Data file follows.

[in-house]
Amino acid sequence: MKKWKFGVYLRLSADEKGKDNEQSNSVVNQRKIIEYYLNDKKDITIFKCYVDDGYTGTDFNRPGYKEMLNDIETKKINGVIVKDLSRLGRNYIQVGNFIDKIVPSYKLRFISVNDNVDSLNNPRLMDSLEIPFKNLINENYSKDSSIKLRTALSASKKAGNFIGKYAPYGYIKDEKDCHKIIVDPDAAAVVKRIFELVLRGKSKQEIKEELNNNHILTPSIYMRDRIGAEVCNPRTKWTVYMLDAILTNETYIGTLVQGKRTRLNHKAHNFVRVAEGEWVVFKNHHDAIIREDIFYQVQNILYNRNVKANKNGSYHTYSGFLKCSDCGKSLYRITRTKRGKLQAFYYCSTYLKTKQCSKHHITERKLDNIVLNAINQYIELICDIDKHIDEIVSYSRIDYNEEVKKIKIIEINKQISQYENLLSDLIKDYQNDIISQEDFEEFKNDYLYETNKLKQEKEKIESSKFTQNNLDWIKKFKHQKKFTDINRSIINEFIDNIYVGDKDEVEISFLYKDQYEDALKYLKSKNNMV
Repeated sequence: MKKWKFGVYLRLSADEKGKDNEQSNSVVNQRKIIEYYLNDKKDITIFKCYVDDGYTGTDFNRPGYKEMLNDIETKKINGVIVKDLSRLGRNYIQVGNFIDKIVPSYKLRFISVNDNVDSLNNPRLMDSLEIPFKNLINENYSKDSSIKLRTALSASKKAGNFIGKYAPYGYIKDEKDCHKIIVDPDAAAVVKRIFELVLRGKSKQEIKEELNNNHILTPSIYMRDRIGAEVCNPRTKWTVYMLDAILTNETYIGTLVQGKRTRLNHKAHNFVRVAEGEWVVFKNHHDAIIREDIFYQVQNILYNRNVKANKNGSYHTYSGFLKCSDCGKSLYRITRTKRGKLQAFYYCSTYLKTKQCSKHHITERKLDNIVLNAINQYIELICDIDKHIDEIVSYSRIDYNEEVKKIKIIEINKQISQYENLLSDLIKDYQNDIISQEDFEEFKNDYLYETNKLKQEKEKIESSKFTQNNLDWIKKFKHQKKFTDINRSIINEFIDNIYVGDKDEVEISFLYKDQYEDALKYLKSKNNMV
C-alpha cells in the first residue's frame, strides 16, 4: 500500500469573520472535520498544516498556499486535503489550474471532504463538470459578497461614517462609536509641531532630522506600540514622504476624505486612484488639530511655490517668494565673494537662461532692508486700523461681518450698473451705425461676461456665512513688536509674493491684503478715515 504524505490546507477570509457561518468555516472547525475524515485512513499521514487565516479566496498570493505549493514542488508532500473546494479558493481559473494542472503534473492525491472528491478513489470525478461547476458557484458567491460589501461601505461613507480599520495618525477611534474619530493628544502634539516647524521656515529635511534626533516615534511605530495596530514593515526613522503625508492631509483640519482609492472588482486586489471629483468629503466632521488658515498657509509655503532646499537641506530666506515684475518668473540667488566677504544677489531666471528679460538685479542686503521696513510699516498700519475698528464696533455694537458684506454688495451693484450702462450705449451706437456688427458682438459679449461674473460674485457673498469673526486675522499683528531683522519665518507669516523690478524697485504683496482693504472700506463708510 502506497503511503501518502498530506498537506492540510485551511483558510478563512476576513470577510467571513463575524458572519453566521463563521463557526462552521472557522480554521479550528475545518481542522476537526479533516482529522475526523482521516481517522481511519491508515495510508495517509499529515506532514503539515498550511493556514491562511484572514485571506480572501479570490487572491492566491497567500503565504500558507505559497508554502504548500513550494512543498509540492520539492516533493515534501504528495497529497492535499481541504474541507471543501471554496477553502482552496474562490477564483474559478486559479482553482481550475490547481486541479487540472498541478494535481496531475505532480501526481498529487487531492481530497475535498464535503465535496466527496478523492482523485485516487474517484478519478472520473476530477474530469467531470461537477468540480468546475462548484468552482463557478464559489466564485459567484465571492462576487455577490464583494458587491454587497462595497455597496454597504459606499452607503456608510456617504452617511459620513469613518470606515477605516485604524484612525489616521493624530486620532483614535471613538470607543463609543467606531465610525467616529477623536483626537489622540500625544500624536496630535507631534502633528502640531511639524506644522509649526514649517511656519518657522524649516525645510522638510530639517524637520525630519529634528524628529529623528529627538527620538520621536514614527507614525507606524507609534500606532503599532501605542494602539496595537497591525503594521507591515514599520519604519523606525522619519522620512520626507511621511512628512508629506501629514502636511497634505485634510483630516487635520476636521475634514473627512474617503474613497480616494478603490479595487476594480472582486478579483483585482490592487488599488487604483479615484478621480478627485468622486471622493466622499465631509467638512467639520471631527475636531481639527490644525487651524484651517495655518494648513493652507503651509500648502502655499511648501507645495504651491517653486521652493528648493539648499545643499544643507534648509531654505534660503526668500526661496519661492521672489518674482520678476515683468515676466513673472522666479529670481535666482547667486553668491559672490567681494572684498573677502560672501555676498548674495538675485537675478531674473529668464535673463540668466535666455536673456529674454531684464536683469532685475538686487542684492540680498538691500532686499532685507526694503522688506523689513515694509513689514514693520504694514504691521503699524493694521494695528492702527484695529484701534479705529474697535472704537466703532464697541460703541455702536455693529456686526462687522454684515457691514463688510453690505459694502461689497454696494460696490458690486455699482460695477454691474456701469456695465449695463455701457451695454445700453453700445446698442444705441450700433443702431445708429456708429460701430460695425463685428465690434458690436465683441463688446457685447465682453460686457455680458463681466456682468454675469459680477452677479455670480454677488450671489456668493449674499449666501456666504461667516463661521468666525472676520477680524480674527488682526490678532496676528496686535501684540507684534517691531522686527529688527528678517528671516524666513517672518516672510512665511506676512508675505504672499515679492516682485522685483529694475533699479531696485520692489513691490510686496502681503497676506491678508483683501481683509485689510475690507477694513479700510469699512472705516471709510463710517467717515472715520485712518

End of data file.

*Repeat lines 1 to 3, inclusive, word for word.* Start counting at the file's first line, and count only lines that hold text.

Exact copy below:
[in-house]
Amino acid sequence: MKKWKFGVYLRLSADEKGKDNEQSNSVVNQRKIIEYYLNDKKDITIFKCYVDDGYTGTDFNRPGYKEMLNDIETKKINGVIVKDLSRLGRNYIQVGNFIDKIVPSYKLRFISVNDNVDSLNNPRLMDSLEIPFKNLINENYSKDSSIKLRTALSASKKAGNFIGKYAPYGYIKDEKDCHKIIVDPDAAAVVKRIFELVLRGKSKQEIKEELNNNHILTPSIYMRDRIGAEVCNPRTKWTVYMLDAILTNETYIGTLVQGKRTRLNHKAHNFVRVAEGEWVVFKNHHDAIIREDIFYQVQNILYNRNVKANKNGSYHTYSGFLKCSDCGKSLYRITRTKRGKLQAFYYCSTYLKTKQCSKHHITERKLDNIVLNAINQYIELICDIDKHIDEIVSYSRIDYNEEVKKIKIIEINKQISQYENLLSDLIKDYQNDIISQEDFEEFKNDYLYETNKLKQEKEKIESSKFTQNNLDWIKKFKHQKKFTDINRSIINEFIDNIYVGDKDEVEISFLYKDQYEDALKYLKSKNNMV
Repeated sequence: MKKWKFGVYLRLSADEKGKDNEQSNSVVNQRKIIEYYLNDKKDITIFKCYVDDGYTGTDFNRPGYKEMLNDIETKKINGVIVKDLSRLGRNYIQVGNFIDKIVPSYKLRFISVNDNVDSLNNPRLMDSLEIPFKNLINENYSKDSSIKLRTALSASKKAGNFIGKYAPYGYIKDEKDCHKIIVDPDAAAVVKRIFELVLRGKSKQEIKEELNNNHILTPSIYMRDRIGAEVCNPRTKWTVYMLDAILTNETYIGTLVQGKRTRLNHKAHNFVRVAEGEWVVFKNHHDAIIREDIFYQVQNILYNRNVKANKNGSYHTYSGFLKCSDCGKSLYRITRTKRGKLQAFYYCSTYLKTKQCSKHHITERKLDNIVLNAINQYIELICDIDKHIDEIVSYSRIDYNEEVKKIKIIEINKQISQYENLLSDLIKDYQNDIISQEDFEEFKNDYLYETNKLKQEKEKIESSKFTQNNLDWIKKFKHQKKFTDINRSIINEFIDNIYVGDKDEVEISFLYKDQYEDALKYLKSKNNMV